Today started earlyish, a dog walk prior to another morning swim. These are ponderings in a pandemic there will be a certain repetitive nature to my ponders. Dog walks, coffee and some wittering- on are the skeleton on which a pondering is built. As luck would have it a new habit of ‘ Bobbing’ started during the first lockdown, something new to bore you with. Often any of these activities occurs within the beautiful landscape that we are lucky enough to live in. Usually any activity can create a photo opportunity but not today. Greige was the state of the weather this morning. My excuse for using a bright Gerbera picture as the header image.
By the time we got to the ‘ Bobbing’ part of the day the greige had lifted a little. On the way to our beach we spotted a pod of dolphins cavorting in Firestone Bay. If we had swum a little earlier they would have been playing in our swimming area. Sadly they were attracted away by stand up paddle boarders. SUP’s. One of them captured this amazing picture. Something we would never have managed during our cold, submerged activity.
Time for this ponder to stop and just appreciate this beautiful creature.
The sun shone for the last walk around Sutton Harbour and the Barbican of 2020. It also snowed a little.
Our evening went to plan . This is the photograph for our family and friends distance, thousands of miles and many time zones, social media party.
Television watching for two, oh the dizzy heights!
The plan had actually been to go to bed early and show 2020 the disdain it deserves and sleep through its passing but actually it feels only responsible to not only see the year leave but also to make sure it has actually gone and shut the door behind it. For such a responsible observation a far less frivolous drink is required.
A fine cup of decaffeinated Yorkshire Tea and a Cornish Shortbread. Far less giddy than that party pleasing Snowball. Also guarantees a good nights sleep, essential after a year like 2020!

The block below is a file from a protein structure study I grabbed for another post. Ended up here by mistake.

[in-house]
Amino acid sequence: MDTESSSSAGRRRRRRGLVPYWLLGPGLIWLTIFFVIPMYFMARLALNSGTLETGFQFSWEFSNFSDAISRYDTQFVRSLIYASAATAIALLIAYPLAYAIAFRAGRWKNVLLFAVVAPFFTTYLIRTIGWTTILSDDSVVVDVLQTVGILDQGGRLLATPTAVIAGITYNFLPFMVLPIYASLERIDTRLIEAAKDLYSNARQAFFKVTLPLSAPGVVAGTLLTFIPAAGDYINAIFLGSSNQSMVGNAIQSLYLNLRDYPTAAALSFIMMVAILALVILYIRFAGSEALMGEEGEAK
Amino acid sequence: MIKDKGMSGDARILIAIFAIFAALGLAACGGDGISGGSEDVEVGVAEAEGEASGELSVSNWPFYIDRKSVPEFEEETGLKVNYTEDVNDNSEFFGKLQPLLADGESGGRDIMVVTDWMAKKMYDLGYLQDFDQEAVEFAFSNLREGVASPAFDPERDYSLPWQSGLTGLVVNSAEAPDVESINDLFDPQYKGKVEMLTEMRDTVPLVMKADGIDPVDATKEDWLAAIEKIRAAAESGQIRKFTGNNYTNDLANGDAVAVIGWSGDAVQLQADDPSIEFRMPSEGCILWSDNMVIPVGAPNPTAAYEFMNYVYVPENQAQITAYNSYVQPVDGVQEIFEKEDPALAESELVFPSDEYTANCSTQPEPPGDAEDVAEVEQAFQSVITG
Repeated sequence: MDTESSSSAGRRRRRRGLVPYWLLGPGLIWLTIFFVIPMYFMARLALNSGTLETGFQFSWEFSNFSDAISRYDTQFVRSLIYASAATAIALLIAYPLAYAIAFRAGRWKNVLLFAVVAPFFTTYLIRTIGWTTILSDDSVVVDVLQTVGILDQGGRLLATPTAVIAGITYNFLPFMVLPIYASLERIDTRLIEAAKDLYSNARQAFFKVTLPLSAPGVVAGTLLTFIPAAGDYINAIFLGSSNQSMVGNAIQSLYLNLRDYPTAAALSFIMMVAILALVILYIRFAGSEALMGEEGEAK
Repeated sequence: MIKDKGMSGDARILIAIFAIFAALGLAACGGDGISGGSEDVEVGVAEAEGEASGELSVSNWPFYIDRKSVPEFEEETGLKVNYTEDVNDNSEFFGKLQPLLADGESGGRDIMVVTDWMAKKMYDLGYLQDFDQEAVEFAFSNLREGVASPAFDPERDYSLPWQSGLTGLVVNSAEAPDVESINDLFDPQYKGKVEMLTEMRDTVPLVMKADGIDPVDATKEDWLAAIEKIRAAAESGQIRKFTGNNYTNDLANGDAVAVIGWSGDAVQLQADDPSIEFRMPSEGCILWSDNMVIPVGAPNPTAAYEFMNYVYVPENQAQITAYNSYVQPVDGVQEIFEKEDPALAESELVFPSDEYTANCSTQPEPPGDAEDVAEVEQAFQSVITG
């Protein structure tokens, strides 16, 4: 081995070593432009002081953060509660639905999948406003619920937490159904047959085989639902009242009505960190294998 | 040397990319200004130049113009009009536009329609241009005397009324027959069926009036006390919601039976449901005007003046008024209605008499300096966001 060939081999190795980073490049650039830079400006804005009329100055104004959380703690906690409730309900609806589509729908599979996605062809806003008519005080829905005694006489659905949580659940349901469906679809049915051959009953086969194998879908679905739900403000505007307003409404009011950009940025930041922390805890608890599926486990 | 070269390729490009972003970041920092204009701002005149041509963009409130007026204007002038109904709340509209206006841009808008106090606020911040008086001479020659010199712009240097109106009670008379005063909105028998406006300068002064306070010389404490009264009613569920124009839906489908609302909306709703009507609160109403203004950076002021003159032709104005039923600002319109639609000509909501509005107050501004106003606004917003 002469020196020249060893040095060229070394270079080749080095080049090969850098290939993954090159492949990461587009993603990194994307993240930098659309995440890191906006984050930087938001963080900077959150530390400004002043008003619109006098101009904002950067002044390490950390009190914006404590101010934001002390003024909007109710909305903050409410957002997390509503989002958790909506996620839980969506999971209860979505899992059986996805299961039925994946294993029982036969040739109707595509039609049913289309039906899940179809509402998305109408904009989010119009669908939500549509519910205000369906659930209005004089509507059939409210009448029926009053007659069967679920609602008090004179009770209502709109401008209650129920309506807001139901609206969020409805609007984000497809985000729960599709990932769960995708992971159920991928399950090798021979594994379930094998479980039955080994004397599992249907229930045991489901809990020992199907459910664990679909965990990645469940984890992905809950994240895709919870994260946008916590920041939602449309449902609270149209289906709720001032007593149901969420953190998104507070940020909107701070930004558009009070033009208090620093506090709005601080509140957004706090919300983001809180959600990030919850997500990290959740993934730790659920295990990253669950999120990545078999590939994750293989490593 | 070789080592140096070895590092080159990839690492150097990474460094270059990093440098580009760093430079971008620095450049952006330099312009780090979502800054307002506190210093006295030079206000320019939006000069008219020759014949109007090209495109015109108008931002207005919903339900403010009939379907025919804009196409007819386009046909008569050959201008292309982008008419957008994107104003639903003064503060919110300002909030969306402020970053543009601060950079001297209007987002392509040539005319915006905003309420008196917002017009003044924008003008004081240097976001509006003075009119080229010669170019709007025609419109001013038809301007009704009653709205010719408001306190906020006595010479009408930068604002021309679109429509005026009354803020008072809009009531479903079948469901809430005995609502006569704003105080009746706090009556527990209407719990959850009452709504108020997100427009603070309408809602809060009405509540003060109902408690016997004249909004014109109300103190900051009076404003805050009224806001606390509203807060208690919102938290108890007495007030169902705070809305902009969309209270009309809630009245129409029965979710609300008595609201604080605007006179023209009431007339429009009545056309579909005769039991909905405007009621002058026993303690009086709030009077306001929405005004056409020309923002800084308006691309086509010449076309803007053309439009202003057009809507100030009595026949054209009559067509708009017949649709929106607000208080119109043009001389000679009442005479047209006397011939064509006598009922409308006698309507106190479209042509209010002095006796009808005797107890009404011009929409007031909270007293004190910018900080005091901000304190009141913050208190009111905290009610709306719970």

I can confirm 2020 left the building and the door slammed shut behind it.
Yesterday I said that dog walking could be repetitive. But today blogging is repetitive. Yesterday I was out early to catch the dawn and today was the same, strengthened by the knowledge that yesterday, dawn was about the only time the sun showed it’s face.
Forder Creek, at dawn. A wonderful place to walk at low tide.
True to form the sun rose and was briefly beautiful but soon the ghastly greige of a West Country winter set in. My morning was filled with delivering this month’s books to the Bookworms reading group. Lunchtime however brought a very bright surprise. I went for a dog walk with a friend in Victoria Park, Plymouth, followed by an impromptu visit to a wonderful interiors shop. But it was the exteriors that chased away the greige of the day.
It’s not only sunshine that chases away the greige.
This is the face of a dog who believes her humans are not performing due diligence to her needs.
In truth her humans were tied up with life admin and paperwork. It’s amazing that really well filed information only three years old is more difficult to find than 100 year old documents @theoldmortuary . 100 year old documents are enormous time wasters, as are old family photographs and any number of the things we found today. The job expanded to fill the time available.
In other news we are preparing for lockdown and rather than panic buying we are panic socialising . Touching base with a few people before we are banned.
Either activity is not as popular as a good long walk with either dog.
There is a significance to the number of this blog. Come inside and I will explain.
In 100 blogs time I will have been pondering the pandemic for roughly a year. I say roughly because some days there was more than one blog and sometimes a subject took a few days to complete so the same number was used until I was done.